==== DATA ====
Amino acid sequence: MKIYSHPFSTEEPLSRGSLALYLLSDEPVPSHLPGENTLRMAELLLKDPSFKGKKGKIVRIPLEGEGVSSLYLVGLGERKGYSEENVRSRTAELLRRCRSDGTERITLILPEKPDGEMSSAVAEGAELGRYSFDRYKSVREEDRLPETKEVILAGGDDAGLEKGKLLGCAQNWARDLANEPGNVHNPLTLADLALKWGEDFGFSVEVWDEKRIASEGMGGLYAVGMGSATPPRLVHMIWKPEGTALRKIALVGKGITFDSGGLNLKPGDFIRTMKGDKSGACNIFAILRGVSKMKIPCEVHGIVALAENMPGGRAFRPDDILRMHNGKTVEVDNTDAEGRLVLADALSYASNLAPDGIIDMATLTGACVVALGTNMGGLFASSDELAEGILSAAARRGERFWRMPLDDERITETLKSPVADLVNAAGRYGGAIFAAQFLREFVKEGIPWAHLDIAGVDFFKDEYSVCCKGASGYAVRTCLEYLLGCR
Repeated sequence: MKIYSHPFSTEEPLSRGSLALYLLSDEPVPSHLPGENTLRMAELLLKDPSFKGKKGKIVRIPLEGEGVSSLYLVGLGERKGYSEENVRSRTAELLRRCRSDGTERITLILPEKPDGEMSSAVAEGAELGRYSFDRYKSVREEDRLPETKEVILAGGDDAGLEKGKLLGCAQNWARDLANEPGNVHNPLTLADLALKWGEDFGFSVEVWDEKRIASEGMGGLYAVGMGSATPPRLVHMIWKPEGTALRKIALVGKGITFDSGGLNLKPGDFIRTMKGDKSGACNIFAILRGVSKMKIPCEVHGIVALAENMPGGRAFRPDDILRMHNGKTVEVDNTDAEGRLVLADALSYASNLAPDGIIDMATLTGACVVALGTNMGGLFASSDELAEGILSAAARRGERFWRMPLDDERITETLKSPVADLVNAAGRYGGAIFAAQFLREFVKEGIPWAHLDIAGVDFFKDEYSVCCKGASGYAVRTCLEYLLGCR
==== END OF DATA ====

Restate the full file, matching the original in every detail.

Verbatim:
Amino acid sequence: MKIYSHPFSTEEPLSRGSLALYLLSDEPVPSHLPGENTLRMAELLLKDPSFKGKKGKIVRIPLEGEGVSSLYLVGLGERKGYSEENVRSRTAELLRRCRSDGTERITLILPEKPDGEMSSAVAEGAELGRYSFDRYKSVREEDRLPETKEVILAGGDDAGLEKGKLLGCAQNWARDLANEPGNVHNPLTLADLALKWGEDFGFSVEVWDEKRIASEGMGGLYAVGMGSATPPRLVHMIWKPEGTALRKIALVGKGITFDSGGLNLKPGDFIRTMKGDKSGACNIFAILRGVSKMKIPCEVHGIVALAENMPGGRAFRPDDILRMHNGKTVEVDNTDAEGRLVLADALSYASNLAPDGIIDMATLTGACVVALGTNMGGLFASSDELAEGILSAAARRGERFWRMPLDDERITETLKSPVADLVNAAGRYGGAIFAAQFLREFVKEGIPWAHLDIAGVDFFKDEYSVCCKGASGYAVRTCLEYLLGCR
Repeated sequence: MKIYSHPFSTEEPLSRGSLALYLLSDEPVPSHLPGENTLRMAELLLKDPSFKGKKGKIVRIPLEGEGVSSLYLVGLGERKGYSEENVRSRTAELLRRCRSDGTERITLILPEKPDGEMSSAVAEGAELGRYSFDRYKSVREEDRLPETKEVILAGGDDAGLEKGKLLGCAQNWARDLANEPGNVHNPLTLADLALKWGEDFGFSVEVWDEKRIASEGMGGLYAVGMGSATPPRLVHMIWKPEGTALRKIALVGKGITFDSGGLNLKPGDFIRTMKGDKSGACNIFAILRGVSKMKIPCEVHGIVALAENMPGGRAFRPDDILRMHNGKTVEVDNTDAEGRLVLADALSYASNLAPDGIIDMATLTGACVVALGTNMGGLFASSDELAEGILSAAARRGERFWRMPLDDERITETLKSPVADLVNAAGRYGGAIFAAQFLREFVKEGIPWAHLDIAGVDFFKDEYSVCCKGASGYAVRTCLEYLLGCR